Houston, We Have A Problem, part 1

During the past several months of working in a Napa Valley tasting room, I’ve learned many things about what makes or breaks the wine-tasting experience. Most of the guests I’ve had the pleasure of serving have been friendly, interesting people from around the globe and from all walks of life. Those having the most fun and getting the most out of their visit to wine country were the folks who already knew most of what I’m about to share. And, as you might imagine, the folks who were heading for trouble, or already there, were the people who knew almost none of these things. Wine tasting, cruising the beautiful countryside, enjoying fine food and good company is not rocket science, but for some people it might as well be.  Almost anybody working in a winery’s tasting room can spot these failed aeronautical engineers from a mile away. Here are a few tips to help you earn your degree in rocketry.

1. Have Fun

Going to wineries is all about having fun, whether you are alone, with a significant other, or a group of friends. Be prepared to immerse yourself in the experience and expect to come away with a smile on your face. If you’re having  a Badluck Schleprock sort of day, stay home. Your friends will thank you. And so will the hosts at the winery.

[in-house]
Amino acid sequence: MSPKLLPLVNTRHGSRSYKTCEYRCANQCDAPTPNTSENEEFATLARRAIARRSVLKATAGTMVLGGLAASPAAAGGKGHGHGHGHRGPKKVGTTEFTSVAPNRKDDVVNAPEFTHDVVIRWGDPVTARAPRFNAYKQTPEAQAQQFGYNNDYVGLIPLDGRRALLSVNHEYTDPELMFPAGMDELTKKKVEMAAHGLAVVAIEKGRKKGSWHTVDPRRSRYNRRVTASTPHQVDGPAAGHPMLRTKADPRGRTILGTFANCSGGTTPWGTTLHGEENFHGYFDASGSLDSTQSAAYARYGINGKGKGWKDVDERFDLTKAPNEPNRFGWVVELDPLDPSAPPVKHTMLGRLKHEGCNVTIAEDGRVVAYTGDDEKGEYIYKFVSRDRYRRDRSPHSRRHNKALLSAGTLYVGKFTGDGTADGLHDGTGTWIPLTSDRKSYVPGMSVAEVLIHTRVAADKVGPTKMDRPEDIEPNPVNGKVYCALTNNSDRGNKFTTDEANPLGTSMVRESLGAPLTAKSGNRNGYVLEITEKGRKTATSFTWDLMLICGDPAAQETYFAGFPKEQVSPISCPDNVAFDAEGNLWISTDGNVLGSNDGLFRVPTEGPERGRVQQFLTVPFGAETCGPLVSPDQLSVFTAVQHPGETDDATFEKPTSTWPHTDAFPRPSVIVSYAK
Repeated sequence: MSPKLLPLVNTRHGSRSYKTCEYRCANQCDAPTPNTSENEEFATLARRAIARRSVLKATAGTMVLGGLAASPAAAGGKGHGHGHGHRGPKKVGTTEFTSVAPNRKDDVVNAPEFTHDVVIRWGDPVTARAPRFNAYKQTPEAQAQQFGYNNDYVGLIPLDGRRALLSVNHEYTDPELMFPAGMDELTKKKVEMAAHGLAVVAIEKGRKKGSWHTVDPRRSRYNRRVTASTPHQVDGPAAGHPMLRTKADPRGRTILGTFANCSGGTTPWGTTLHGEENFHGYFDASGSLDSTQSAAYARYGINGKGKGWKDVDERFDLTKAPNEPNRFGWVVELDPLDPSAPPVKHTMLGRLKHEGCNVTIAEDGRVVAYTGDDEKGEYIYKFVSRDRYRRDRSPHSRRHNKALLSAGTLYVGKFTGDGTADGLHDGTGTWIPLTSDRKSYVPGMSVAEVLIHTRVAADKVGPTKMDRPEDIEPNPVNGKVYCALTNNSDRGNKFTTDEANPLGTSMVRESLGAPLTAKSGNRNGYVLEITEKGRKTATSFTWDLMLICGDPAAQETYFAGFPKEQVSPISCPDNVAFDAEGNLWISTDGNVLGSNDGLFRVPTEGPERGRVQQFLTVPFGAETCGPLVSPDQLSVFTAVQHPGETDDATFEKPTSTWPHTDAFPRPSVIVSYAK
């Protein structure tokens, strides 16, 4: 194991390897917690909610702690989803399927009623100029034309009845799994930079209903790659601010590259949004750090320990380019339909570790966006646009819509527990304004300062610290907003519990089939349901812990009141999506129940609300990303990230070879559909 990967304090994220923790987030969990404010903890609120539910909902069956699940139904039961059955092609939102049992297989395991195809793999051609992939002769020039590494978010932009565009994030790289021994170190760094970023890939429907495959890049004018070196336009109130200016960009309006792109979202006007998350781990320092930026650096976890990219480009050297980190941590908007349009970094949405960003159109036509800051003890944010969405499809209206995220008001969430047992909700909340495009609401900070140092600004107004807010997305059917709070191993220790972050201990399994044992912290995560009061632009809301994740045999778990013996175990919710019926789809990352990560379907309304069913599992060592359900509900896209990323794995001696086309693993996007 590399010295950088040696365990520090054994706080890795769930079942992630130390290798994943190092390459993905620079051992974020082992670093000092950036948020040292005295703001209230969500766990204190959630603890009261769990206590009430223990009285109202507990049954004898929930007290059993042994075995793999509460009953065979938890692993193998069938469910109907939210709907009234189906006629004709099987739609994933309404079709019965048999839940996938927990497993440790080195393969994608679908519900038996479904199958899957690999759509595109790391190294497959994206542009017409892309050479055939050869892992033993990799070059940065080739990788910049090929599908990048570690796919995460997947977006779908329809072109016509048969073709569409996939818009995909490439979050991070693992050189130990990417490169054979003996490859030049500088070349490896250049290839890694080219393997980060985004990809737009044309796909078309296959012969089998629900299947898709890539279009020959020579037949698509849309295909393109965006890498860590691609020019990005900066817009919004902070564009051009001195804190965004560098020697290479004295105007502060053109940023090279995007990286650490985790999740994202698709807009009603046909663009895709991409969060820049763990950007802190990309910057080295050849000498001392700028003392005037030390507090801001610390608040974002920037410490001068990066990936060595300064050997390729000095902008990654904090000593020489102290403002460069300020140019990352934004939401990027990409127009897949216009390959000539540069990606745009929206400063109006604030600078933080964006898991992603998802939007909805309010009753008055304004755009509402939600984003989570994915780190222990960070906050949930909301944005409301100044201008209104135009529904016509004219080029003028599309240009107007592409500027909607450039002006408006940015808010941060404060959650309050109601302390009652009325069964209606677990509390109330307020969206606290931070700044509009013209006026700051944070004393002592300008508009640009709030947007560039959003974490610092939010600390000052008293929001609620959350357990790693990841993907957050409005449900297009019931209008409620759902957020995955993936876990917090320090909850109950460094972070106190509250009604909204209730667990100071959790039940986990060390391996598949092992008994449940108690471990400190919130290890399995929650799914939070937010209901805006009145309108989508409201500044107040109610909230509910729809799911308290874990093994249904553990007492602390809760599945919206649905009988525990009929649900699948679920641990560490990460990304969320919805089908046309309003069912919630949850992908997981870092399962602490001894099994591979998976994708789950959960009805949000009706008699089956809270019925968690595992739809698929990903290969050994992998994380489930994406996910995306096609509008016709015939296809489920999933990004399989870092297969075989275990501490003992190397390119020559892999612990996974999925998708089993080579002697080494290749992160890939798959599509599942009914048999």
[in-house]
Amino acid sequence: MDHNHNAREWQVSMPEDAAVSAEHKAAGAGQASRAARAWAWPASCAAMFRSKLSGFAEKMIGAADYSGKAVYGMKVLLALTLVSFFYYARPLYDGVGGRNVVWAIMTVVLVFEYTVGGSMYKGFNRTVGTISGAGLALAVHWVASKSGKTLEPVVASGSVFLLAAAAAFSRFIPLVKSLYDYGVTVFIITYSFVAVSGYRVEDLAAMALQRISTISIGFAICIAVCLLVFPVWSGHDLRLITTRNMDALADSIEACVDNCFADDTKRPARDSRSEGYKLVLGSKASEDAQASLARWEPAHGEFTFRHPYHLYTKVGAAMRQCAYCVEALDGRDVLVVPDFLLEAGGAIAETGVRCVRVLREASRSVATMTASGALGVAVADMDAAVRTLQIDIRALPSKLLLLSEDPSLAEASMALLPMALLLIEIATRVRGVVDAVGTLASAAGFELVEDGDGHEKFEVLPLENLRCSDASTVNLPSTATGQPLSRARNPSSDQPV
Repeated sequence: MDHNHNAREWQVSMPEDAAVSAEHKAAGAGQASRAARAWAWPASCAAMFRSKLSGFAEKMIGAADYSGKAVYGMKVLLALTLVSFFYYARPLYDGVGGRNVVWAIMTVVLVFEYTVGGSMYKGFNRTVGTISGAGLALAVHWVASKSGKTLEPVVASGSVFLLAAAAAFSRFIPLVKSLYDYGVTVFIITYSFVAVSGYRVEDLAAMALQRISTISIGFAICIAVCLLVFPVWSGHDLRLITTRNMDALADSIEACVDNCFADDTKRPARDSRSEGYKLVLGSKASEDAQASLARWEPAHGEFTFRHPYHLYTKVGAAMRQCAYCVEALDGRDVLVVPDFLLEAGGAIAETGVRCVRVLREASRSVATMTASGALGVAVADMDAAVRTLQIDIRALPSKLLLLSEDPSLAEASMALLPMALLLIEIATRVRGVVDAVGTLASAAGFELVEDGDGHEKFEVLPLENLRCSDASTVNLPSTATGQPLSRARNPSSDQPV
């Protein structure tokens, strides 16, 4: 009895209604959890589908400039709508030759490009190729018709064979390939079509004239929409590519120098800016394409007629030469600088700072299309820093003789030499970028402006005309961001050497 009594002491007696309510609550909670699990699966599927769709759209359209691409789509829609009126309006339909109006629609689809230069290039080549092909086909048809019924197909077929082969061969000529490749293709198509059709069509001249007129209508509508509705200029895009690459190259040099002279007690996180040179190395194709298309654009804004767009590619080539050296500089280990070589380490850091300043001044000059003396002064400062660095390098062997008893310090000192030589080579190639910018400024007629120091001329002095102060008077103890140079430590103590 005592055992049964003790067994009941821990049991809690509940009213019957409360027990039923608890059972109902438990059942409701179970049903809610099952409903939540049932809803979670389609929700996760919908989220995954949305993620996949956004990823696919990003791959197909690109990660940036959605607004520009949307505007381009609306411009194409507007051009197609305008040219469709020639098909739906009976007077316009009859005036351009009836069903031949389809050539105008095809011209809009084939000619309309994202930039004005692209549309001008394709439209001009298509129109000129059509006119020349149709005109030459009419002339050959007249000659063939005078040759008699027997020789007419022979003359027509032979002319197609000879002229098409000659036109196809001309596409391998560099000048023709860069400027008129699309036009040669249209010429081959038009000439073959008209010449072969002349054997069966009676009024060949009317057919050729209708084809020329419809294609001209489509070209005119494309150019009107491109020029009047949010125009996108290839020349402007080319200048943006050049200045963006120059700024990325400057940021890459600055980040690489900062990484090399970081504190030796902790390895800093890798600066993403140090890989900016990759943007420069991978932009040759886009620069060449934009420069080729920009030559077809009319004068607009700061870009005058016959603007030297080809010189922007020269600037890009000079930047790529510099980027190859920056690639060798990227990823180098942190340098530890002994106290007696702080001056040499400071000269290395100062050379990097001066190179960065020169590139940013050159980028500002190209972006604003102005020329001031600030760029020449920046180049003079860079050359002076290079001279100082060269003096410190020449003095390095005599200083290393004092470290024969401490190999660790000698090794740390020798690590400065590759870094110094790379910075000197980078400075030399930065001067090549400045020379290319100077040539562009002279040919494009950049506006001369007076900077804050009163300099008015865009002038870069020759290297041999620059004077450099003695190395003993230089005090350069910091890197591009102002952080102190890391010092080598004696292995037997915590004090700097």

2. Wineries are NOT Bars

You’d be surprised at how many people confuse tasting rooms with bars.  These are folks with alcohol on the brain, and more often than not, in the stomach. They’re also not very good at math. At many wineries, you’re paying anywhere from $15 to $30 for six to ten ounces of wine, some of which you might not enjoy.  At a bar, you can have 20 oz of alcohol for $5 or $6.  I’m no walking calculator, but which looks like the more affordable buzz to you? Do the math, and help us save our neck muscles. We get tired of shaking our heads in confused amazement.

3. Do Your Homework

To get the most bang for your buck and the time you’re spending, do a little reconnaissance. I don’t think you need to pore over logistics as if you were arranging a moon landing or an intercontinental troop movement, but choosing among the various types of wineries, understanding travel times and distances, and thinking about possible food stops will be a rewarding exercise once your oenophilic endeavors are in full swing. Fail to do even a little bit of this, with the thought that “we are wild and crazy guys” who just plan to wing it, and you’ll spend your day in a horror show that is guaranteed to go from bad to worse.

4.  Expect to Pay